Slideluck Potshow: A Sampling of Art, Food, and Community in Downtown Phoenix

A series of images from local and international artists flashed on a large projection screen in downtown Phoenix's Icehouse over the weekend.

The showcase of work from nearly 30 artists -- curated by Davin Lavikka of Method Art gallery in Scottsdale and Wayne Rainey of Holgas Art Commune and monOrchid gallery in downtown Phoenix -- was presented in the typical manner of a traveling art/food show called Slideluck Potshow.

The event's been running (in a variety of sizes and cities) for the past decade and orchestrated by Seattle-based photographer Casey Kelbaugh, and aims to bring communities together with homemade food and great local art.

In Phoenix, there was a little bit of both.

After eating (check out the potluck fare on Chow Bella), mingling, and dibsing the chairs that were set up in the Icehouse's main room, Slideluck Potshow attendees and a few participating artists sat in front of the screen.

The 90-minute show was a combination of 3- to 5- minute mini-compilations of each artist's work that were backed by music and organized by Lavikka and Rainey.

It was an informal event: people laughed and clapped after a series of rodeo photographs by Lance Rosenfield, compositions by Ramy Sidarous, and circus-themed work by Matthew Gordon Yates. Others cheered during a humorous audio/visual presentation by Kristina Diamond. A few even walked out during longer, 80s-type photo-animations by Kyle Jenkins and a long series of leaves by Jennifer Beavers.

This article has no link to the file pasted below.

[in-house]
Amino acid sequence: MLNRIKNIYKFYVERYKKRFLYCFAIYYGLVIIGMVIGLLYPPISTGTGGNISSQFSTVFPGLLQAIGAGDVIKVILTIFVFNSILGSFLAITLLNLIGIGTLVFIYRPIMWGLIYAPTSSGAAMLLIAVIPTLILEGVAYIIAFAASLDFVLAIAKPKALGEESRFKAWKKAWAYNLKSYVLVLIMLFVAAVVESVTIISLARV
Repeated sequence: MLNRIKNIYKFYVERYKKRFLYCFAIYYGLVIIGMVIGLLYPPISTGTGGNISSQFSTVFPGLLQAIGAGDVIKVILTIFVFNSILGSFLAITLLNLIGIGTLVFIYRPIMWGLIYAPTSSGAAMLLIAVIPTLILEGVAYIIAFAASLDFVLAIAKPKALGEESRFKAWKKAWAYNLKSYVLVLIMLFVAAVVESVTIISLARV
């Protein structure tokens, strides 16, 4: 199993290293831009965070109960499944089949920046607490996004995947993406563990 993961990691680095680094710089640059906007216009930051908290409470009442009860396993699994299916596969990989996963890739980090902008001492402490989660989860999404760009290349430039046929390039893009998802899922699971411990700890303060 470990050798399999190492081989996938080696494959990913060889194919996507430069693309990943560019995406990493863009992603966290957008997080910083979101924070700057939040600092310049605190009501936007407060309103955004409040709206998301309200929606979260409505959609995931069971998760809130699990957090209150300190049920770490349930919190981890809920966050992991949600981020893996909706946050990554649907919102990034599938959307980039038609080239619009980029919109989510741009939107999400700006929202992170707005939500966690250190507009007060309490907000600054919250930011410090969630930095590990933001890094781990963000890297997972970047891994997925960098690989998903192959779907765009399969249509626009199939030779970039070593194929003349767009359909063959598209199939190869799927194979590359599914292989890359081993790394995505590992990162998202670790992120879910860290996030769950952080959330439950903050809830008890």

Shows included images of abstract paintings, portraits of family members, and almost disposable-camera-looking travel photography. The range of topic was about as wide as talent and there didn't seem to be much of a planned order -- a few series blended right into others and background songs were cut off and blasted right back in.

A number of the artist names that flashed at the end of each series weren't familiar to local artists and art advocates; Slideluck Potshow producer Richard Ross said afterward that one-third of the artists were from Phoenix, while the other two-thirds of the show were by Tucson artists or rehashed presentations from other slideshows.

Behind the potluck tables was a line of framed artwork for auction, including photographs by Luis Salazar, curator Davin Lavikka, and Matthew Gordon Yates. And a bucket at the front collected admission and donations.

The show's proceeds benefited the Downtown Phoenix Public Market (though many attendees said they thought their donations were going to the "Save the Icehouse" fund to salvage the building slated to close in 2011).

Ross says he hopes to bring more Slideluck potshows to the Valley and has his sights set on Scottsdale for the next edition. We're hoping a few more artists apply -- and bring better food.

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